I saw this dress in a charity shop and fell in love with the embroidered pattern. I bought it for £3.25 but when I tried it on it was too short (no-one needs to see my knees). Normally I would re-donate but this time I was desperate to hold onto it for the fabric. Then I had this brainwave – I could cover this old footstool that was gathering dust in my office.
My dad was an upholsterer so luckily I have inherited a whole load of upholstery tacks. All I needed to do was cut up the dress and tack it on to the foot stool pad. Et voila! A pretty boho stool for my living room!
It really is worth charity shopping with an open mind as you never know what you might end up with.
We’ve just spent a blissful few days in Bardolino on Lake Garda, Italy. No sightseeing, just getting away from it all. On Tuesday night we went to the opera so I chose a pretty frock from Debenhams Collection and my trusty white linen jacket from M&S. The weather was scorching, so the jacket was surplus to requirements really.
The dress is one of my charity shop buys – it cost me a fiver and no doubt after a couple of wears it will go back for someone else to stumble across it. That’s the beauty of charity shops. You can shop guilt free, have lots of different outfits, then give them all back at the end of it to make room for more! I never tire of it and happily spend hours browsing. I also don’t give a monkey’s about who owned it before, or any potential stigma attached to second hand. To me, a charity shop is like a dressing up box: just full of sartorial opportunity! This dress actually came with matching green strappy shoes, but no way I was walking more than a mile in them, so they stayed at home for a more suitable occasion.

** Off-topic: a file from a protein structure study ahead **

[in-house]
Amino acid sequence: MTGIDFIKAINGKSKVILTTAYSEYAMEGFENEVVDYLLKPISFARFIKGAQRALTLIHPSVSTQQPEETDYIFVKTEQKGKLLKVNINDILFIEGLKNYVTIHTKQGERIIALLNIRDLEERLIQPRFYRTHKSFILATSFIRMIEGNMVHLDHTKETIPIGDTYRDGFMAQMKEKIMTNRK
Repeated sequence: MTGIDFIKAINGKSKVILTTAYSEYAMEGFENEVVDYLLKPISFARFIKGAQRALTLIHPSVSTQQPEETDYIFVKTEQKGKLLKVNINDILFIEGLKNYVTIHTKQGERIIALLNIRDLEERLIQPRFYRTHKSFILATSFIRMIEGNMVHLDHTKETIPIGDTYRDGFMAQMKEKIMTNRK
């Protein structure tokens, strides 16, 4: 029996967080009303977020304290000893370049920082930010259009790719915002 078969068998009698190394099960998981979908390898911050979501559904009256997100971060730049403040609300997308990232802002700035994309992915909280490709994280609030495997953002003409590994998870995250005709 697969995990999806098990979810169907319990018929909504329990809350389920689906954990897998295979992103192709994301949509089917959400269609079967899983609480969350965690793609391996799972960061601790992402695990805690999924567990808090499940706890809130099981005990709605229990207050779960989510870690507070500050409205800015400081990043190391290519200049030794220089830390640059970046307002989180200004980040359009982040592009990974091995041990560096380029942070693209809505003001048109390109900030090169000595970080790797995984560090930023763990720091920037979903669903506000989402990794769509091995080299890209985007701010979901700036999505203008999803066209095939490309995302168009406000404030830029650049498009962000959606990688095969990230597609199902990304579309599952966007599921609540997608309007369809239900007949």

By the time we get into our fifties, most of have developed our own sense of style and know what works and what doesn’t. The danger with this, is that you can sleepwalk through your wardrobe buys, getting the same thing over and over, so that when you look back at your holiday photos you might as well have been wearing the same outfit for twenty years.